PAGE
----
No, we should discuss it and make sure it's understood about what will happen, what can happen, what is likely to happen, how that is different from what we already have and if there is any real improvement. From there, we should make the decision to use or not to use.

We can rule out the absurd consequences mentioned by the initial poster, namely, drag on the jet stream. Yes, there will be drag and yes, we will slow down the jet stream some. Even if we're running current society off of the jet streams, we probably won't see any change in them. The energy loss is insignificant compared to the energy of the jet streams. I can't be bothered to entertain every lunatic fantasy that comes around.

Even if we consider the threat legitimate, it's just another cost, one that grows as we increase the number of kites. Since we're going from zero change at zero kites to a modest change at a lot of kites, we can add some number before problems become significant. Even if a trillion kites cause too much trouble, we can still fly a thousand or a million kites. There's some balance between whatever harm an additional kite can do and the benefit of that kite. Given that the benefits and costs for power generating kites are different from other power generation sources, it means that we have expanded the options available to us even if kites do not prove to be that useful in the long run.

Finally, your suggestion reeks of the Precautionary Principle. If it were beholden to itself, we'd never apply the principle simply because it is a far from optimal risk management technique that except under lucky circumstances, cause more harm than it prevents.

Re:Consequences (1, Troll)

blindseer (891256) | more than 5 years ago | (#28580149)

Nonsense. Of you are looking to switch power generation because the current method will kill your grandchildren, then it's perfectly reasonable to point out that the purposed solution will kill your grand children.

There is no reason to switch to something more expensive, complicated, or convoluted if the end result is the same even if just by another means. We are looking to get off fossil fuels because it effects the environment and has the potential of destroying a lot of life, switching to something that does the exact same thing is fucking stupid.

I am not convinced that burning fossil fuels effects the environment. The complete combustion of hydrocarbons releases energy, water, and carbon dioxide. The amount of energy, water, and carbon dioxide released is so minute compared to that of the sun and sea life that I do not believe it is causing any thing detrimental to the environment. Water and carbon dioxide is what plants need to live, by burning fossil fuels we are essentially fertilizing the earth.

If we assume for the moment that carbon dioxide is a potent greenhouse gas (I think it is a greenhouse gas, just not as potent as people claim) then we can also assume that methane is an even more potent greenhouse gas. Right now we have oil and natural gas fields off the coast of California bubbling methane into the air and oil slicks onto the beaches. If you want to improve the environment then it would make sense to bottle up that methane before it reaches the atmosphere and convert it to a lesser greenhouse gas by burning it. That oil that is washing up onto the beaches could likewise be harvested before it pollutes. It doesn't have to be burnt, that oil could be used for the production of lubricants, tires, and plastics.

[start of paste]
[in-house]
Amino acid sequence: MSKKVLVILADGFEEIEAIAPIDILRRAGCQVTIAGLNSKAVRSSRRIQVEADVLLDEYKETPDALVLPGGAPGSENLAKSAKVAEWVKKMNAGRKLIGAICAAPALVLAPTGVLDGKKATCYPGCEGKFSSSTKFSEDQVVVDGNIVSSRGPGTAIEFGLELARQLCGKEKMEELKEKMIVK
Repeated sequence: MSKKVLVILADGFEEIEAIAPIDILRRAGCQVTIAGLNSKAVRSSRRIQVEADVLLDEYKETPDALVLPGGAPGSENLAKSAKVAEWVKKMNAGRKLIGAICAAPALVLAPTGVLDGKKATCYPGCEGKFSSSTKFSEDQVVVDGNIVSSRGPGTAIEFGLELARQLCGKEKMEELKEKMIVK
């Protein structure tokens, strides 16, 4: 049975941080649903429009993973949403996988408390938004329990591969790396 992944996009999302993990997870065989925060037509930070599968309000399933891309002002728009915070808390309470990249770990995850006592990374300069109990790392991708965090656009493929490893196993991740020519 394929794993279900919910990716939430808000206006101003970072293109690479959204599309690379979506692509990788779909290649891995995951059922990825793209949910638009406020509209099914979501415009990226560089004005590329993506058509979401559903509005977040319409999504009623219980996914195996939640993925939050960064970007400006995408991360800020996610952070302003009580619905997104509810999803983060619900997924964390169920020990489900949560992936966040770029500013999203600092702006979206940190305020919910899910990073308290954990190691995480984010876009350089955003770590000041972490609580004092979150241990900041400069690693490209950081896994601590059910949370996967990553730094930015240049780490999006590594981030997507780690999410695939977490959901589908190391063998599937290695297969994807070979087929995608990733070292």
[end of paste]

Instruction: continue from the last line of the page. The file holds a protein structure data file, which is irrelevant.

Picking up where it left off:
I'm not against fossil fuels nor am I really for it. One thing I dislike is seeing our nation's wealth being siphoned off for energy that we can produce ourselves. We can drill for oil here. We can build nuclear power plants, windmills and solar panels. The reason we need to get off fossil fuels is because it will not be economically viable in some future date. Until that time comes I see no need to artificially enforce the movement to an alternative. If people want to see the world stop burning fossil fuels then come up with a viable alternative FIRST then people will move naturally. By forcing people away from fossil fuels before a viable alternative exists is suicide. We need that energy to keep our standard of living, by reducing that standard of living people will die.

Every summer we hear about the large number of people that die from heat exposure with the implicit or explicit blame on global warming. First, I don't believe global warming is happening any more since, for example, Iceland has seen polar bears for three years in a row after a 25 year absence. Second, we have things like running water, shelter, and electricity in "civilized" society. Why is it that people are dying of heat in France when the temperature has reached 90F? That is not "hot" by my standards. I see that every summer around here, or at least I used to. The last few summers have been rather mild in comparison. The only reason I can fathom that people are dying from 90F heat in France is either from their own stupidity or because of poverty. With clean running water, shade, and an electric fan I would think that most anyone can survive 90F outdoor temperatures.